The leader of the Scandinavian nation said he was "really getting mad" and vowed to come down hard on those responsible for what appeared to be an organised act of vandalism.
Around 80 vehicles were set alight by gangs clad in black, who broke car windows before pouring flammable liquids inside, the Swedish news agency TT said.
The majority of the cars targeted were in Sweden’s second-largest city, Gothenburg, where police and fire services were alerted to the first blaze after 9pm, Photos posted by Swedish tabloid Aftonbladet showed hooligans torching cars in a parking lot.
Cars were also set ablaze in Stockholm, Trollhattan and Falkenberg to the south, as well as Malmo.
In Trollhatton, six cars were burned and the wayward vandals were also seen throwing stones at police officers.
According to police spokesman Hans Lippens, the fires started within a short period of time, and, he said: "We cannot exclude that there is a connection between the blazes".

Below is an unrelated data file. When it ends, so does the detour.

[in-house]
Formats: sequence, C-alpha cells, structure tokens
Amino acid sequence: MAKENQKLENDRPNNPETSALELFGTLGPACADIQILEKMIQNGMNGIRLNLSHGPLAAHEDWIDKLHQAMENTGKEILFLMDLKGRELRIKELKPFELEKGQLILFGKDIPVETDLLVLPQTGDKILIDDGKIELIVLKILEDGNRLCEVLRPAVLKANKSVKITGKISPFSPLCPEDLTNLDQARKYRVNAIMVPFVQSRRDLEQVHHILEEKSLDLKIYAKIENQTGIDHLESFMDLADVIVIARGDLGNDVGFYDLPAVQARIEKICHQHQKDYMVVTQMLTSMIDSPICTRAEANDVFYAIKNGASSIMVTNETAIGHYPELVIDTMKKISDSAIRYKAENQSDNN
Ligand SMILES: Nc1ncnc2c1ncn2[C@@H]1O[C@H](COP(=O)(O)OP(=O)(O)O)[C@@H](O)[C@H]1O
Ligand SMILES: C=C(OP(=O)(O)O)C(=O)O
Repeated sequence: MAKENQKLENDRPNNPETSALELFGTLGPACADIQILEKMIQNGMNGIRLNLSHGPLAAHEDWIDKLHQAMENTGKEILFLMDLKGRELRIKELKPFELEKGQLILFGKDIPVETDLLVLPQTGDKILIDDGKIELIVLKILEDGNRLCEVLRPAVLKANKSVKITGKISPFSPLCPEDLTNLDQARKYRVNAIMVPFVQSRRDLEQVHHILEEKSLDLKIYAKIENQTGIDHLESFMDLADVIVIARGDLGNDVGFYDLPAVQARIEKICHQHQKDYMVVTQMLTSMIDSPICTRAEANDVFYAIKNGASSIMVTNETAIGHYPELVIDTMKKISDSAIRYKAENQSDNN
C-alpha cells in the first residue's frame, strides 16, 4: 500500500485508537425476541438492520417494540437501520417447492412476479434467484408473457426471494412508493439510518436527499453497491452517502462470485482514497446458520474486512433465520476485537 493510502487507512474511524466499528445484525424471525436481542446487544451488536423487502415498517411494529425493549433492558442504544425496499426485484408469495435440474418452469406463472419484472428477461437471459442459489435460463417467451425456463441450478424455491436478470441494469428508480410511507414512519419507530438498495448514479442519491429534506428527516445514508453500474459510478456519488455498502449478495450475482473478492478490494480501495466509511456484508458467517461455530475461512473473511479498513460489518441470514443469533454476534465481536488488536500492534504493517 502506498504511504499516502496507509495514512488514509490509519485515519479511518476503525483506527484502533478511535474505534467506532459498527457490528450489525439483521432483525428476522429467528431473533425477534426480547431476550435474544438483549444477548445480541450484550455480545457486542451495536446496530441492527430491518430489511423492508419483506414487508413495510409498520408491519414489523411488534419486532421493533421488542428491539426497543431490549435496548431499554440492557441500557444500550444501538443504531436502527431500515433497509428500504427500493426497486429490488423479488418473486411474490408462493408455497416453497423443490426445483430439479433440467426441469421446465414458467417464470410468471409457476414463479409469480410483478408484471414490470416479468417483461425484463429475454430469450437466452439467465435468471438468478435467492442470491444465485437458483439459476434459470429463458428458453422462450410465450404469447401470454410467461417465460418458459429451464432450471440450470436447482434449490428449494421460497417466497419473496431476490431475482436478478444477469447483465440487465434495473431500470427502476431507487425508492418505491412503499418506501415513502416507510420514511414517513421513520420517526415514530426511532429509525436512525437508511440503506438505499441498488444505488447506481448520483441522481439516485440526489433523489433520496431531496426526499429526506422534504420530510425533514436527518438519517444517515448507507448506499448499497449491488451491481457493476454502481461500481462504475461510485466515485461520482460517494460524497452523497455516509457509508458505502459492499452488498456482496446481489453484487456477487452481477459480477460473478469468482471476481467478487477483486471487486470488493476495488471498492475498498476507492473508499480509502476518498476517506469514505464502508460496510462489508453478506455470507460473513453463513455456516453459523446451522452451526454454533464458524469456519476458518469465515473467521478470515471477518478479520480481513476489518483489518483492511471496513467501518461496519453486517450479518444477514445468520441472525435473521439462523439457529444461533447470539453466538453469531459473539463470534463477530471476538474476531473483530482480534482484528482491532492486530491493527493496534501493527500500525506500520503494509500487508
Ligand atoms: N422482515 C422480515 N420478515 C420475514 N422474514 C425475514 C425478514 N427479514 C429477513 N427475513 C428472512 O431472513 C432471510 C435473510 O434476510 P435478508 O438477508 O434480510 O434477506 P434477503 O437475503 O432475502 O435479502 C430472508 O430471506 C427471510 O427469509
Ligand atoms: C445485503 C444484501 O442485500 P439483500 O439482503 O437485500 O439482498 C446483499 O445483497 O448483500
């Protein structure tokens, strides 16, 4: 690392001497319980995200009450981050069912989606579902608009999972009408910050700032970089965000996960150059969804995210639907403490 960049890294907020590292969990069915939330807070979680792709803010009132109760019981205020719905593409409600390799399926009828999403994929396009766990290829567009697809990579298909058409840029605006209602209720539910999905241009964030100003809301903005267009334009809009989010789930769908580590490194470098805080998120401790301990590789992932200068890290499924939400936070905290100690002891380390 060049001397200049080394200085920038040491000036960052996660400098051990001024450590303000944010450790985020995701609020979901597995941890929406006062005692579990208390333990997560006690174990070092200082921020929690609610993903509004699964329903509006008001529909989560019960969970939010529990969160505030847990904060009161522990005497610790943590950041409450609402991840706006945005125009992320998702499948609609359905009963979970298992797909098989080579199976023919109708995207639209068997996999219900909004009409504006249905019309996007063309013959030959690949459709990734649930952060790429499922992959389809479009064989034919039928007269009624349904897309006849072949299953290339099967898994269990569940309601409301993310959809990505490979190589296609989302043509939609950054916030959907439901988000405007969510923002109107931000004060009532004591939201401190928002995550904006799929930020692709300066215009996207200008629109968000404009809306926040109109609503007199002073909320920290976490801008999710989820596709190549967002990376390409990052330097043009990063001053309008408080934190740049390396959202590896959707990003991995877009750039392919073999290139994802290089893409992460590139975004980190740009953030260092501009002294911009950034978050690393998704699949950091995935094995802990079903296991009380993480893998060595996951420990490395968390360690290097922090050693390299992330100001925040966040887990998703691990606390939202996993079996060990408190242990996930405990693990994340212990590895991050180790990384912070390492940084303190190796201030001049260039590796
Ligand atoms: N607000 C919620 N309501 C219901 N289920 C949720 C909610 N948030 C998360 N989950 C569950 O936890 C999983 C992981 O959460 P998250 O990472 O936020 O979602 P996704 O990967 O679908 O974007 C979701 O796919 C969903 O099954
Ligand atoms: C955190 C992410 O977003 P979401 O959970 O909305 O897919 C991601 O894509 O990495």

Police said they had managed to identify several people believed to have been present at the scene of some of the fires.
Mr Lofven said the incidents, which occurred in cities up to 100km apart, appeared to be “very coordinated, almost like a military operation."
"I get pissed off for real," he said in an interview with Swedish radio, held ahead of upcoming 9 September election.
“Society will always act hard against this and we must continue to do so … We will do what needs to be done to take care of it and go in hard against this crime.”
Despite the damage to property, no injuries have been reported.
Addressing the culprits directly, Mr Lofven asked them: "What the hell are you doing?
“You destroy it for yourself. You destroy it for your parents, you destroy it for entire neighbourhoods, for your neighbours, and society must respond very hard."
Addition reporting from Associated Press
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